Hello Computer :-)

"I do the work for free. I get paid to deal with all the emails."

image credit: Hugh MacCleod shared under Creative Commons License

I decided that I get too much e-mail and most of it is from mailing lists. Some of the mails are useful but not useful enough to justify my time, others are from mailing lists that I signed up to but that are no longer relevant to me.

So the other day I decided I was going to radically cut back on the email that I received. I decided that I was going to keep 6 subscriptions and everything else was going to go. It was not a trivial task, in my combined in-boxes I had over 5,000 emails across 3 different accounts.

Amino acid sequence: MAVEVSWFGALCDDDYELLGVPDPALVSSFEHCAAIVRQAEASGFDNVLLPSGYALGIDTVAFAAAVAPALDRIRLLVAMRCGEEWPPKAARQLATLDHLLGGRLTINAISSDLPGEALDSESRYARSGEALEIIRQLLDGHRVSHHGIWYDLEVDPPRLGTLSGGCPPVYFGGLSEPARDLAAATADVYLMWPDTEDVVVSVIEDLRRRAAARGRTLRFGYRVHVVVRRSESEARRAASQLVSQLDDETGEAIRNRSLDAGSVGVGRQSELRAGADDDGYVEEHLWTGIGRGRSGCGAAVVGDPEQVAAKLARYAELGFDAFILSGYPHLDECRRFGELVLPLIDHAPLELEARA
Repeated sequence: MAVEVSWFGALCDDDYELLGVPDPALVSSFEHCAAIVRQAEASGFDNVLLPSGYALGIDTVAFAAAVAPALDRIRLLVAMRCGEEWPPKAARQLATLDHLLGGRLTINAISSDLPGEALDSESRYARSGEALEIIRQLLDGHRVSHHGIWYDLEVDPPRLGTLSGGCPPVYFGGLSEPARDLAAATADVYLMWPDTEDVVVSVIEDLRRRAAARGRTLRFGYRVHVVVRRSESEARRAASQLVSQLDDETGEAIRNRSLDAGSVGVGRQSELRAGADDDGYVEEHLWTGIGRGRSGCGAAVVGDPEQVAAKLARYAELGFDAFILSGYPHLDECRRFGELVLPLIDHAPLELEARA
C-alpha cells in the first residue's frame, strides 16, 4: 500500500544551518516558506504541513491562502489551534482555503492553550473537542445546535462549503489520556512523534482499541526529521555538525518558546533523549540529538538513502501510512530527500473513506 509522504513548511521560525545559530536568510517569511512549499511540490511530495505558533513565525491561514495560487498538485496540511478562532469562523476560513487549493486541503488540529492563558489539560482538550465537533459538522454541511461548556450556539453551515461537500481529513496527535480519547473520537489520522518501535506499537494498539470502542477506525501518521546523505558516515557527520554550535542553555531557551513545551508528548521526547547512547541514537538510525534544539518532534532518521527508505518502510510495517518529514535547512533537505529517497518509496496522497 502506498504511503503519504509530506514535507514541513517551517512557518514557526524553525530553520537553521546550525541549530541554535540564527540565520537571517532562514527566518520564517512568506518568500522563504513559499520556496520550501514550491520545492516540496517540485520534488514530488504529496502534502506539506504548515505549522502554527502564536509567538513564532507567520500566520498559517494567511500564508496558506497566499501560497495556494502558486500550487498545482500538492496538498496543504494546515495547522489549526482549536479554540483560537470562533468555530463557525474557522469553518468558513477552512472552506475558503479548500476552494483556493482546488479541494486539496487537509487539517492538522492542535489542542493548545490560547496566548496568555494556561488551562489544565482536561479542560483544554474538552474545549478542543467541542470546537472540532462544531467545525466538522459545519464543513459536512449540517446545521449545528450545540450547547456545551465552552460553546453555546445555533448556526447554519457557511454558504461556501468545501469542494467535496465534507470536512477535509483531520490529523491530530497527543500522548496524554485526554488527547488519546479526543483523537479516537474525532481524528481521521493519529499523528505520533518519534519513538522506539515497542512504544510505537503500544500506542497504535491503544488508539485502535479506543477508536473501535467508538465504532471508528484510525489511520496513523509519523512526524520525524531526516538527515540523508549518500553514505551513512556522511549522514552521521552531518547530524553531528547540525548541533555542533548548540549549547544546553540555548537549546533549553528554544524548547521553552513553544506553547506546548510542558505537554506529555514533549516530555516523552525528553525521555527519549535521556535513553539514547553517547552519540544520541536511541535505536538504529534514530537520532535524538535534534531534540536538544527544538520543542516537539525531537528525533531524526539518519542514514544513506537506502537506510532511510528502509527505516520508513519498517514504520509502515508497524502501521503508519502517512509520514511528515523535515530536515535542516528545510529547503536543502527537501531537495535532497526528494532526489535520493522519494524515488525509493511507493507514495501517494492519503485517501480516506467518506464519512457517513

I started with a list of who I was going to stay subscribed to (presented in no particular order):

  • John Carlton
  • Dan Raine
  • Lynn Terry
  • Jeff Walker
  • Gapingvoid
  • Appsumo

I wrote these names on a little piece of paper…I also said that I was going to consolidate those emails into a single account, rather than being signed up across multiple accounts. The biggest inbox contributor in my one account was Facebook notifications. I have now turned off notifications.  (I will probably do a friend purge in the not too distant future as well). This turned out to be a blessing because I use gmail as an email client and was able to use the search and filter functionality to clean out the mails. (HINT: search using * to select all of the mails in one go).

I was pleasantly surprised by how little SPAM has made its way into my inbox… I would say that less than five percent of the mails that I received were not opted into at some stage or another.